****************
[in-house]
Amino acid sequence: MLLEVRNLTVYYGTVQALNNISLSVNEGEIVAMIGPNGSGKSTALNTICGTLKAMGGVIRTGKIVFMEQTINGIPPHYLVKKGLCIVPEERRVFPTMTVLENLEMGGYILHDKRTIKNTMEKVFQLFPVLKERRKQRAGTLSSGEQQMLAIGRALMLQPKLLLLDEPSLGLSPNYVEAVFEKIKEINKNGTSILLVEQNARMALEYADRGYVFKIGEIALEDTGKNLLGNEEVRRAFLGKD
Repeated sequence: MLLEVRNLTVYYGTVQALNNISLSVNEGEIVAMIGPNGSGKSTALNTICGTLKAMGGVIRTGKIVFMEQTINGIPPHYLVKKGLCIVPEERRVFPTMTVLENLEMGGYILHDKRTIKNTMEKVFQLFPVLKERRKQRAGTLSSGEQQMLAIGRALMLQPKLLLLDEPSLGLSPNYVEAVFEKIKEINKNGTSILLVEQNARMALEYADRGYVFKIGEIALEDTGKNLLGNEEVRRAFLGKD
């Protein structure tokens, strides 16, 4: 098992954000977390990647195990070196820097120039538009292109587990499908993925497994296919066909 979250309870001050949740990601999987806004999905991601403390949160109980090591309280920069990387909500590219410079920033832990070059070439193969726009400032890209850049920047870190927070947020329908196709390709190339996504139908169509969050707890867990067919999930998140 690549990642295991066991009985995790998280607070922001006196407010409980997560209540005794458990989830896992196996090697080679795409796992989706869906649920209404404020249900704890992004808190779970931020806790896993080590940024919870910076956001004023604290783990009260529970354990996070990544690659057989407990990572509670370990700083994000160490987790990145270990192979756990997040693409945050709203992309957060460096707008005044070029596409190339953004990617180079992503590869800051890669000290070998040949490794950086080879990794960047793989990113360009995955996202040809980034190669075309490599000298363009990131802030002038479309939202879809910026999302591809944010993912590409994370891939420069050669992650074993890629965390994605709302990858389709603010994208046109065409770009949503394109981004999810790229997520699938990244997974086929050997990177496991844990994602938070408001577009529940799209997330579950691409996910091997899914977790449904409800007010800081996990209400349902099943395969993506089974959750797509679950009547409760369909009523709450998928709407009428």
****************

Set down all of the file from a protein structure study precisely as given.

[in-house]
Amino acid sequence: MLLEVRNLTVYYGTVQALNNISLSVNEGEIVAMIGPNGSGKSTALNTICGTLKAMGGVIRTGKIVFMEQTINGIPPHYLVKKGLCIVPEERRVFPTMTVLENLEMGGYILHDKRTIKNTMEKVFQLFPVLKERRKQRAGTLSSGEQQMLAIGRALMLQPKLLLLDEPSLGLSPNYVEAVFEKIKEINKNGTSILLVEQNARMALEYADRGYVFKIGEIALEDTGKNLLGNEEVRRAFLGKD
Repeated sequence: MLLEVRNLTVYYGTVQALNNISLSVNEGEIVAMIGPNGSGKSTALNTICGTLKAMGGVIRTGKIVFMEQTINGIPPHYLVKKGLCIVPEERRVFPTMTVLENLEMGGYILHDKRTIKNTMEKVFQLFPVLKERRKQRAGTLSSGEQQMLAIGRALMLQPKLLLLDEPSLGLSPNYVEAVFEKIKEINKNGTSILLVEQNARMALEYADRGYVFKIGEIALEDTGKNLLGNEEVRRAFLGKD
């Protein structure tokens, strides 16, 4: 098992954000977390990647195990070196820097120039538009292109587990499908993925497994296919066909 979250309870001050949740990601999987806004999905991601403390949160109980090591309280920069990387909500590219410079920033832990070059070439193969726009400032890209850049920047870190927070947020329908196709390709190339996504139908169509969050707890867990067919999930998140 690549990642295991066991009985995790998280607070922001006196407010409980997560209540005794458990989830896992196996090697080679795409796992989706869906649920209404404020249900704890992004808190779970931020806790896993080590940024919870910076956001004023604290783990009260529970354990996070990544690659057989407990990572509670370990700083994000160490987790990145270990192979756990997040693409945050709203992309957060460096707008005044070029596409190339953004990617180079992503590869800051890669000290070998040949490794950086080879990794960047793989990113360009995955996202040809980034190669075309490599000298363009990131802030002038479309939202879809910026999302591809944010993912590409994370891939420069050669992650074993890629965390994605709302990858389709603010994208046109065409770009949503394109981004999810790229997520699938990244997974086929050997990177496991844990994602938070408001577009529940799209997330579950691409996910091997899914977790449904409800007010800081996990209400349902099943395969993506089974959750797509679950009547409760369909009523709450998928709407009428």